How The Tax System Is Setting Young Aussies Up To Fail
The inter-generational divide in this country is growing.
The tax concessions baby boomers hitting retirement age enjoy (and believe they are entitled to) compared to the high taxes younger generations are forced to pay is creating a two-tiered society.
Superficially Labor is looking to wind back some of the generous deductions baby boomers enjoy, suggesting that the generational divide is becoming a partisan one too.
However, that is not entirely the case.
As much as there are generational divides in voting patterns, and in the way the major parties market themselves, the truth is that Labor’s policy scripts affect both ends of the generational divide. And the major parties are on a virtual unity ticket protecting retirees and their super from fair taxation.
Let’s take a closer look at some of the policy debates, starting with super. Both major parties think that super has now been “reformed” such that adequate tax is being paid. But let’s run the numbers on that claim and you be the judge of what is “fair”.
In retirement an individual can have up to $1.6m in super, and interest earned on that total is tax-free. And of course the principle isn’t taxed either. Couples can have $3.2m. Anything in someone’s super beyond that amount also isn’t taxed, but the interest earned on it is, at a flat rate of just 15 percent.
Let’s keep the maths simple. If you earn 10 percent on your super investments, a couple with $3.2m invested would earn $320,000 every year and pay absolutely no tax on that total. Anything they earn on additional super would only incur 15 percent tax. In other words, a couple with $5m in super would earn $500,000 every year yet only pay $27,000 in tax on that total, paying no tax on the $5m principle sum.
Is that fair? Earning $500,000 as your annual income yet only paying $27,000 in tax? Compare that to a law partner earning $500,000 and the income tax they pay. While defenders of generous tax treatment for earning on super regard that comparison as false equivalence, the following comparison is perfectly analogous.
Let’s look at a young couple looking to save for a home, for school fees, or for whatever the case might be. If they are a high income couple, with both earning $150,000 a year, they are close to the top marginal tax rate, meaning that any money they save (which they only save after incurring income taxes let’s not forget) will have tax on its earnings of nearly 50 percent. That’s even the case for a single income family on $150,000.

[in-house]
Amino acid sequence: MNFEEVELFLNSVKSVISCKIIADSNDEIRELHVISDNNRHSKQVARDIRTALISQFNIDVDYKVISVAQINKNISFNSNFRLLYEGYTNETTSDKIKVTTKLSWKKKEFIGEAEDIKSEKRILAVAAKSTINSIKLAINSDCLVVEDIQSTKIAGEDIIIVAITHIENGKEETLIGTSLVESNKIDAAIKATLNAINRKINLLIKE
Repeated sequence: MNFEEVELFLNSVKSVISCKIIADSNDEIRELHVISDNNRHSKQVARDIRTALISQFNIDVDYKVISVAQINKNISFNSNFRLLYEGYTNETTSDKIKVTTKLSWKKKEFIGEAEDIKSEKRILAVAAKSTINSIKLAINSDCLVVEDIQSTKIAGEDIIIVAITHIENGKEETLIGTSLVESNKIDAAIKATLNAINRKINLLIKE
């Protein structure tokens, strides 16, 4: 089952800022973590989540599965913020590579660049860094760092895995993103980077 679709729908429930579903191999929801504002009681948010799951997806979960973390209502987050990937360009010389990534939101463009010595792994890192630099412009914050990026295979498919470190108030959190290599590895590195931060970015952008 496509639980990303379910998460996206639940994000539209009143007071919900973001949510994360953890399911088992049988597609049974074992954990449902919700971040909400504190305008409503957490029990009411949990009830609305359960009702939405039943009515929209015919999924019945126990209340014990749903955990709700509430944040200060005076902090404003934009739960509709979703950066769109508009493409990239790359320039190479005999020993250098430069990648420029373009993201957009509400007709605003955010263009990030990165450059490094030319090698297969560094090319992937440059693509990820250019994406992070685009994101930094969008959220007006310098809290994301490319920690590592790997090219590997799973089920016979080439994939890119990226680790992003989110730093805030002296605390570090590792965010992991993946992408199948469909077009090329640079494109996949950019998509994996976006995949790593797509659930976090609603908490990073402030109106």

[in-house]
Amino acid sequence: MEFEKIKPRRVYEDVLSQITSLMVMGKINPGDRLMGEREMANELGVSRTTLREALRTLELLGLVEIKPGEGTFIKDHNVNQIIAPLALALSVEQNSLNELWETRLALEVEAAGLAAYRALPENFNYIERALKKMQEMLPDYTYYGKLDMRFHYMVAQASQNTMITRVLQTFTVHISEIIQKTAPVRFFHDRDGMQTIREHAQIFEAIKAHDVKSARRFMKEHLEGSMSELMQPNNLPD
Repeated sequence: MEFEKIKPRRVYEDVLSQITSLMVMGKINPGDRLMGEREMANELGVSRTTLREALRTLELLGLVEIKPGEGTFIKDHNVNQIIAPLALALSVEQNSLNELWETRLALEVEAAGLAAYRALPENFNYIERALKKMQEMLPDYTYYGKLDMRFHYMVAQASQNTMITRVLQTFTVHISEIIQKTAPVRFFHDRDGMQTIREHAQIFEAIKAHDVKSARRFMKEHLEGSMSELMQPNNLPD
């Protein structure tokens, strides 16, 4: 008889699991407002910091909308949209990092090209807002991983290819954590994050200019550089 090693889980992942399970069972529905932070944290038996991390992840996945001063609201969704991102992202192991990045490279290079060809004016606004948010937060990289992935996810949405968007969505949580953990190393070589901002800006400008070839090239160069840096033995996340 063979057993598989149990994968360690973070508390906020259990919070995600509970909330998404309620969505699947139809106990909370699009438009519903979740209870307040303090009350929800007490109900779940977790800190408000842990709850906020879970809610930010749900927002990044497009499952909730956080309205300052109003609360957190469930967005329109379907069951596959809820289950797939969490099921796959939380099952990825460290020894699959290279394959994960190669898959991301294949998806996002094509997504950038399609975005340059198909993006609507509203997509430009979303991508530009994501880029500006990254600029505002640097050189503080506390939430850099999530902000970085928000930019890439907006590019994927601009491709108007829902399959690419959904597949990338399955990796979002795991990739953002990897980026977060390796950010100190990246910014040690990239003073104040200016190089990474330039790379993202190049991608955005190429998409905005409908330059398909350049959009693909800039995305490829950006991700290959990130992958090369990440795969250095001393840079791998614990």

The above younger Australians don’t pay no tax on the first $320,000 they earn from savings like the retired couple, or just 15 percent on all earnings from savings after that. The younger couple pays 50 percent tax on all income their savings earn from the get go. No wonder it’s hard to save for a deposit on a home without a little help from one's parents.
The generational disparity is mind-boggling. But it doesn’t stop there. As young people get taxed left right and centre with globally high income taxes and significant taxes on interest earned, those older Australians with accumulated wealth are able to negatively gear investments, not just property. They receive franking credits as well. While Labor is looking to make adjustments in this space, the tax benefits to those older Australians with accumulated wealth will continue. For example, there is grandfathering as part of Labor’s negative gearing reforms. And even if those reforms go through, you can still endlessly negative gear new properties.
But the wealth disparity gets worse. Older Australians with accumulated wealth will be able to pass that wealth on, tax free, to their children, exacerbating class divides even in the young, based on the wealth accumulation of previous generations. It’s a new form of aristocracy. Australia is one of the few countries in the world without inheritance taxes. We are also one of the few countries that doesn’t tax the family home.
The Australian tax system means that even high income earners find getting ahead difficult -- because of too much income tax. If you aren’t born into intergenerational wealth, the tax system stings you.
The biggest problem with tax treatment which provides such generous advantages to baby boomers is that it takes money out of consolidated revenue which could be used for better services, to reduce income taxes or to pay down debt. All of the above would help younger Australians directly and indirectly, but the major parties feel it necessary to pander to the baby boomers because they are a disproportionately large voting cohort. Their size as a grouping exacerbates the opportunity cost of taxes not collected from them at the same time as it increases their political clout. Throw in that younger voters tend to be less tribal and less politically engaged compared to older voters and the likelihood that the baby boomers can sway political opinions only increases.
Some might say not to worry, because one day we will all retire, and therefore be able to take advantage of the generous tax treatment mentioned above. If we have significant accumulated wealth that is. Maybe, in theory yes. Living that long is of course everyone’s goal. But by the time younger Australians get there you have to assume the loopholes and tax treatment will have been reformed, out of institutional necessity. An ageing population can’t sustain a tax system which allows wealthy older Australians to pay so little tax.